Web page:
2. Market and Sector Challenges (Strengths and Weaknesses)

Policy Issues

Ad hoc changes in agricultural tariffs are widely prevalent in the Sri Lankan trade environment, due to the government often being driven by the conflicting objectives of protecting both consumers and producers. Protection provided to farmers engaged in the cultivation of import substitution crops provides a bias against growing export crops with higher returns to the economy.

The import of a range of seeds and planting materials is restricted, limiting productivity and quality improvement of the produce. The phyto-sanitary regulations and unclear seed industry regulations are seen as barriers to entry of improved seed varieties into the sector. The Seed Act (2003) provides for the regulation of seed quality, labelling and packaging requirements and certification.  The Plant Protection Act (1999) provides safeguards on the entry of pests. The Seed Certification and Plant Protection Center is the implementing agency for both seed and pest regulation activities.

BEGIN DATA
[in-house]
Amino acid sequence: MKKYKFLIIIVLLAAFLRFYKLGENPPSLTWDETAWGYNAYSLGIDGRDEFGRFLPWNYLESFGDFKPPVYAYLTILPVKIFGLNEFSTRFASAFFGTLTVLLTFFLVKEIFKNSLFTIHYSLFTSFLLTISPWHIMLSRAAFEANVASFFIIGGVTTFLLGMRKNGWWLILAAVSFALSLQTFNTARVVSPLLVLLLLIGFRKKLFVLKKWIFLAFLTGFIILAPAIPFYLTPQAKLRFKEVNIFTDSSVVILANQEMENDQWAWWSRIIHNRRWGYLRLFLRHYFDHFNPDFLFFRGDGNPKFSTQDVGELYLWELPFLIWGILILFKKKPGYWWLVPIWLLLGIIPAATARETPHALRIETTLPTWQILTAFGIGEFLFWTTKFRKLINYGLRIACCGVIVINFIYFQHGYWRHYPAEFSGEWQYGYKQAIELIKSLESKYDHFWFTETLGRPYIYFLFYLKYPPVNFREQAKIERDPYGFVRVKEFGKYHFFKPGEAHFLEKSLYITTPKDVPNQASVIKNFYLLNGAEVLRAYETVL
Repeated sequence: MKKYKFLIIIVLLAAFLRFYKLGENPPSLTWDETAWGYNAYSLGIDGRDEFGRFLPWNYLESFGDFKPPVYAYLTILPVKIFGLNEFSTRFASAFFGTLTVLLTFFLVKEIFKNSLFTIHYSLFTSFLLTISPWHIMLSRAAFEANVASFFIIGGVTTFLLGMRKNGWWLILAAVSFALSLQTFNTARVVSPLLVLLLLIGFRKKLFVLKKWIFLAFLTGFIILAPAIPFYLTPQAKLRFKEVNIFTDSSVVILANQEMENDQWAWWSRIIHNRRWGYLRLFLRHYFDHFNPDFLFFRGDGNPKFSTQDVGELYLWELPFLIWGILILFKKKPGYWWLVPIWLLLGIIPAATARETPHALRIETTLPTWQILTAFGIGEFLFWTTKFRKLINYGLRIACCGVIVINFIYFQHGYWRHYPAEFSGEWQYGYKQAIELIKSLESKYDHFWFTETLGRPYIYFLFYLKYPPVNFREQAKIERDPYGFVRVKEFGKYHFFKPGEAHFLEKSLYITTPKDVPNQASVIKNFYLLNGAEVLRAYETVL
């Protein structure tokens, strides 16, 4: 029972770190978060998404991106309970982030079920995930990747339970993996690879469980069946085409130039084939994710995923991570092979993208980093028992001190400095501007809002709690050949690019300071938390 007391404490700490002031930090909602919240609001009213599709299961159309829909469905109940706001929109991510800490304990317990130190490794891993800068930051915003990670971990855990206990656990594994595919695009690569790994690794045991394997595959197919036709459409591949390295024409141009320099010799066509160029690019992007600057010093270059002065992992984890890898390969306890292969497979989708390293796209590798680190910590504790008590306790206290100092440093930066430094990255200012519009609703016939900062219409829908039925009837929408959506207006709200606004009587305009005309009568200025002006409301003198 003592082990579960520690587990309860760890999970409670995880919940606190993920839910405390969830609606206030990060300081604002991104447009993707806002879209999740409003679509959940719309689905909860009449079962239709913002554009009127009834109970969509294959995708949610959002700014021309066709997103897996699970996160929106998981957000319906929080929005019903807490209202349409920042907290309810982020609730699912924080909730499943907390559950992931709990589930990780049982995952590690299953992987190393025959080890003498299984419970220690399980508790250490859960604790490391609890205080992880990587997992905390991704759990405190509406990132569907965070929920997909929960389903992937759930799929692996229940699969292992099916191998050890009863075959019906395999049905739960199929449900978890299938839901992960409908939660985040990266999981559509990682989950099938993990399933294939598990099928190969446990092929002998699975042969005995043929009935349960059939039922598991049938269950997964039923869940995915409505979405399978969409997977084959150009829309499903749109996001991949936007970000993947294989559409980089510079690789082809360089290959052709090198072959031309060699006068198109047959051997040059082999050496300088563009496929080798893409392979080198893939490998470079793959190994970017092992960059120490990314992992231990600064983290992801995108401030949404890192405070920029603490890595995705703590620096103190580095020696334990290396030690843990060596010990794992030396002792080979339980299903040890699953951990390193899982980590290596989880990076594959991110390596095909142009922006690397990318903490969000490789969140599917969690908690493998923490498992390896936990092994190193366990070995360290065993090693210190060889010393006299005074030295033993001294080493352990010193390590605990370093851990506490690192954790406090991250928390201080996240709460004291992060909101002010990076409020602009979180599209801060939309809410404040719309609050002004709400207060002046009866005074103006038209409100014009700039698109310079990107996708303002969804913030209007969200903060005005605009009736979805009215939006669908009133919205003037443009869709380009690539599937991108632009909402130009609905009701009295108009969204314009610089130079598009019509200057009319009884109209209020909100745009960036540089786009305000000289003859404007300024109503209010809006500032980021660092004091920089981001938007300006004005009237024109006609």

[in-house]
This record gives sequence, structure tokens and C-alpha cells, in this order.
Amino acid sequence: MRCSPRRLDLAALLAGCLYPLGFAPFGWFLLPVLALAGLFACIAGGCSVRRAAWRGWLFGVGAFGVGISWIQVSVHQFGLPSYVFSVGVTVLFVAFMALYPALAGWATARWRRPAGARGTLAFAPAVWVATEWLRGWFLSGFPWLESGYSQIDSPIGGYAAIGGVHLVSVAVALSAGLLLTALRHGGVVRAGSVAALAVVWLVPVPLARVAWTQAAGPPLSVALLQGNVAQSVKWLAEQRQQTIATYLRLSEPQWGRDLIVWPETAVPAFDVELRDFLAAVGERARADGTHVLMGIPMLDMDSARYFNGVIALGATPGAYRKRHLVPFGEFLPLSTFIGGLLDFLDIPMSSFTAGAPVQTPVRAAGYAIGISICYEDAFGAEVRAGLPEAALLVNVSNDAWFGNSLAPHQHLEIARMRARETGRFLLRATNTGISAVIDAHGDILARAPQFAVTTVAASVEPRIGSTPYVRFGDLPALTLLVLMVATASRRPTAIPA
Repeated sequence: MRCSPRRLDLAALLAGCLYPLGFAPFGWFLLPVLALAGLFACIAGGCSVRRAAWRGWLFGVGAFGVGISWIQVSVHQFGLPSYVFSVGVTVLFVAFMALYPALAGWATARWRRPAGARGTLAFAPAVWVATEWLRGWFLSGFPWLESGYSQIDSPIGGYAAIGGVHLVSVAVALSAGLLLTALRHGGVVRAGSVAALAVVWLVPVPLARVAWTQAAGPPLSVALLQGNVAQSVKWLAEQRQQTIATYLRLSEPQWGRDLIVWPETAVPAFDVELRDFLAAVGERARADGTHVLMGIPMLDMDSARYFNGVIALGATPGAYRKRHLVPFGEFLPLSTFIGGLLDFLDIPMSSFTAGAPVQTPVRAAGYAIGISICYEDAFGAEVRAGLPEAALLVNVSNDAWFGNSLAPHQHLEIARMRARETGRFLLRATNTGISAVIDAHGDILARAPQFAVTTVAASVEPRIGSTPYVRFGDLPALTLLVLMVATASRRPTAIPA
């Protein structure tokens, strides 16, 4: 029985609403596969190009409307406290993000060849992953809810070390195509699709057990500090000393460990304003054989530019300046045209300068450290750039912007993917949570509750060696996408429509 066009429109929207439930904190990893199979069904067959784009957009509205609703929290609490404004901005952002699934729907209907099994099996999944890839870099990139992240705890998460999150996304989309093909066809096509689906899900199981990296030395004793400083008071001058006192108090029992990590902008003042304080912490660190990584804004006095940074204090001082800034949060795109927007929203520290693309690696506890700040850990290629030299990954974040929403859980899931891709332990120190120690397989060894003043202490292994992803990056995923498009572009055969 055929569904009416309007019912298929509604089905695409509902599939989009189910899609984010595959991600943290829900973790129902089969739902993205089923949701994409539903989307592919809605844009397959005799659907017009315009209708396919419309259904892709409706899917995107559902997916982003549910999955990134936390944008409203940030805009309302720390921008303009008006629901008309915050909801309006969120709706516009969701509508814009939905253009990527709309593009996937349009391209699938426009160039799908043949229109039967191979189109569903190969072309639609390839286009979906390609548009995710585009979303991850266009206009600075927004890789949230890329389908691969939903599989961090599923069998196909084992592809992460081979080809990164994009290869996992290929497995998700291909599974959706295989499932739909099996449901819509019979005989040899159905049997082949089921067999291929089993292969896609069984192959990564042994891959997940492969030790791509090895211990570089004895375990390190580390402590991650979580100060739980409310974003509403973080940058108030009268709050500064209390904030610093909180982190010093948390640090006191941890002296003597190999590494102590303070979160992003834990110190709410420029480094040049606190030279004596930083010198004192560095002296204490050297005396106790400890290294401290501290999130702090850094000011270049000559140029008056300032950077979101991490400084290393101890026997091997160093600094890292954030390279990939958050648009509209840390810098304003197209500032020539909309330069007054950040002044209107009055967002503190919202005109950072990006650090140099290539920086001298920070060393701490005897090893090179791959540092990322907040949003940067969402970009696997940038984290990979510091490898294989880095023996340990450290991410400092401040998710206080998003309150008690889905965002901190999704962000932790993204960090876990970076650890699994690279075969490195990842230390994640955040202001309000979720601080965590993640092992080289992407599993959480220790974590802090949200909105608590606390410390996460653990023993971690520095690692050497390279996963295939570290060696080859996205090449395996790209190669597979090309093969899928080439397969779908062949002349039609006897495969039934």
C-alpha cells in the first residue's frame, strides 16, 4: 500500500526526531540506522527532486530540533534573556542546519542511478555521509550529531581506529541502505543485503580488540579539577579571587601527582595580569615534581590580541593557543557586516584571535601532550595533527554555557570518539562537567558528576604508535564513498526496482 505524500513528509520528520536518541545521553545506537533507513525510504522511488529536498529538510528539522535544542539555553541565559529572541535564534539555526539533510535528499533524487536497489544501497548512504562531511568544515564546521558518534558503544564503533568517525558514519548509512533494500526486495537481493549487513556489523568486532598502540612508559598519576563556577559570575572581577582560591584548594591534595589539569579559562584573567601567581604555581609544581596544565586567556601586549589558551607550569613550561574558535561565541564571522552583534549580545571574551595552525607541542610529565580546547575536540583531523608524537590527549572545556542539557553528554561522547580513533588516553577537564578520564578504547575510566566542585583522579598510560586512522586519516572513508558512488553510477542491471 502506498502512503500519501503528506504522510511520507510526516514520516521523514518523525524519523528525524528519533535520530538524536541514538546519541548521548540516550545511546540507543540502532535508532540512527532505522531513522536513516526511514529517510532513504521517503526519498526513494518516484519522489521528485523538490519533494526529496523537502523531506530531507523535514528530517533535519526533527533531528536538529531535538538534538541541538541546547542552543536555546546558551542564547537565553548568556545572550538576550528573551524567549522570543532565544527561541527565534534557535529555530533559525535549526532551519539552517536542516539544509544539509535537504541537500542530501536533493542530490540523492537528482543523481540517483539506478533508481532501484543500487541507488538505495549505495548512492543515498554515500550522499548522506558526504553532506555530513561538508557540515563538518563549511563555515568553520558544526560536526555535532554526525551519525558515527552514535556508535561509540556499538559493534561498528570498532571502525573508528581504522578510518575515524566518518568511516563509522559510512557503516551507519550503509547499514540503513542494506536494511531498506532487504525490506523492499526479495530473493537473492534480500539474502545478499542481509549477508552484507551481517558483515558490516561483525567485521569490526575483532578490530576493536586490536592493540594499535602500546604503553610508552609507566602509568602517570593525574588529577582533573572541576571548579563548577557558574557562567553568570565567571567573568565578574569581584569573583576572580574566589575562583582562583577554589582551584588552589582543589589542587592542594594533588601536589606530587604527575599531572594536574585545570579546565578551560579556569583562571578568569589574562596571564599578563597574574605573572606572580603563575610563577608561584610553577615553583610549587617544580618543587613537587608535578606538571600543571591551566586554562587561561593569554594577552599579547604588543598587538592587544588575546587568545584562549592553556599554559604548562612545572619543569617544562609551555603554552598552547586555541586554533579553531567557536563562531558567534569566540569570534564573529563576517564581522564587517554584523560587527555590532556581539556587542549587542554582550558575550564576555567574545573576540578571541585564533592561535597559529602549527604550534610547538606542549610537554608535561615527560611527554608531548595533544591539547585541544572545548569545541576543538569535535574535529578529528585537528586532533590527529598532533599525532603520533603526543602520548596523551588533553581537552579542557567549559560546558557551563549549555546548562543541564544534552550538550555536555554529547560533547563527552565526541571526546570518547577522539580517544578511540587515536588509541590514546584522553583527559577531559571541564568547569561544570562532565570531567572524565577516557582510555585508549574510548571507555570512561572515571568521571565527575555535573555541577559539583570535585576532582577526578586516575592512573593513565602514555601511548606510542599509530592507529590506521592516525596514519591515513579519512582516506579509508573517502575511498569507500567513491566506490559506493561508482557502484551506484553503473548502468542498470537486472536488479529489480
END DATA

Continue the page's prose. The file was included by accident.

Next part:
Sri Lanka is a signatory to the Bio-safety Protocol, which allows individual governments the right to stop imports of genetically engineered crops. Strict regulations have been imposed on GMO (Genetically Modified Organism) food imports. The regulations are a constituent part of the Food Act, and require GMO foods to be imported only after a risk assessment report has been evaluated by a technical evaluation committee. In practice, the clearance depends substantially on the exporter's documentation since analytical capability for this purpose in Sri Lanka is not well developed.

The mandate for the protection of consumers of agri-food products lies with the Consumer Affairs Authority, which is responsible for accurate labelling, checking for consistency of quality with standards and also for addressing consumers' grievances. Standards are governed by the Sri Lanka Standards Institution (SLSI), while the Sri Lanka Accreditation Board for Conformity Assessment (SLAB) grants accreditation to agencies and individuals to carry out conformity assessments.